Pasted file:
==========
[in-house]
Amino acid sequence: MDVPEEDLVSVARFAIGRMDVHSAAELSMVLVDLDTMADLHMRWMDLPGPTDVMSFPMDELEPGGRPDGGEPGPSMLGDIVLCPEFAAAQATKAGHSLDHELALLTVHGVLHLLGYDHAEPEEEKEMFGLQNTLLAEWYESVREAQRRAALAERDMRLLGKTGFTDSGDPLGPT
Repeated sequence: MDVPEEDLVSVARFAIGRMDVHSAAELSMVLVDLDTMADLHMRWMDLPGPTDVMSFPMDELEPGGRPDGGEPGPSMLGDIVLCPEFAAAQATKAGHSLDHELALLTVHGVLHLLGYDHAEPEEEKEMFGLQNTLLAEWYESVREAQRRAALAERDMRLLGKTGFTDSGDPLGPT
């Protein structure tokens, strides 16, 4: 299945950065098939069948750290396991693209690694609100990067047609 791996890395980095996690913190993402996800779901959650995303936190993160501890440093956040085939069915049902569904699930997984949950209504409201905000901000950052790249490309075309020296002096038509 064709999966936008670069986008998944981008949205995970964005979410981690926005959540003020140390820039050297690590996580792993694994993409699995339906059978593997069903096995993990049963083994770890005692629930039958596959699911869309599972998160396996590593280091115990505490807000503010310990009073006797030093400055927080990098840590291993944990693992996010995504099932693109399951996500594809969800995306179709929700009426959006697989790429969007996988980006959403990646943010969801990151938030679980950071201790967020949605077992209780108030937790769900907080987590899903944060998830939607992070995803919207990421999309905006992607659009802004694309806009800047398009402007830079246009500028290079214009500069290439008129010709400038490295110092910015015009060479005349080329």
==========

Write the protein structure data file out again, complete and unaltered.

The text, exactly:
[in-house]
Amino acid sequence: MDVPEEDLVSVARFAIGRMDVHSAAELSMVLVDLDTMADLHMRWMDLPGPTDVMSFPMDELEPGGRPDGGEPGPSMLGDIVLCPEFAAAQATKAGHSLDHELALLTVHGVLHLLGYDHAEPEEEKEMFGLQNTLLAEWYESVREAQRRAALAERDMRLLGKTGFTDSGDPLGPT
Repeated sequence: MDVPEEDLVSVARFAIGRMDVHSAAELSMVLVDLDTMADLHMRWMDLPGPTDVMSFPMDELEPGGRPDGGEPGPSMLGDIVLCPEFAAAQATKAGHSLDHELALLTVHGVLHLLGYDHAEPEEEKEMFGLQNTLLAEWYESVREAQRRAALAERDMRLLGKTGFTDSGDPLGPT
């Protein structure tokens, strides 16, 4: 299945950065098939069948750290396991693209690694609100990067047609 791996890395980095996690913190993402996800779901959650995303936190993160501890440093956040085939069915049902569904699930997984949950209504409201905000901000950052790249490309075309020296002096038509 064709999966936008670069986008998944981008949205995970964005979410981690926005959540003020140390820039050297690590996580792993694994993409699995339906059978593997069903096995993990049963083994770890005692629930039958596959699911869309599972998160396996590593280091115990505490807000503010310990009073006797030093400055927080990098840590291993944990693992996010995504099932693109399951996500594809969800995306179709929700009426959006697989790429969007996988980006959403990646943010969801990151938030679980950071201790967020949605077992209780108030937790769900907080987590899903944060998830939607992070995803919207990421999309905006992607659009802004694309806009800047398009402007830079246009500028290079214009500069290439008129010709400038490295110092910015015009060479005349080329």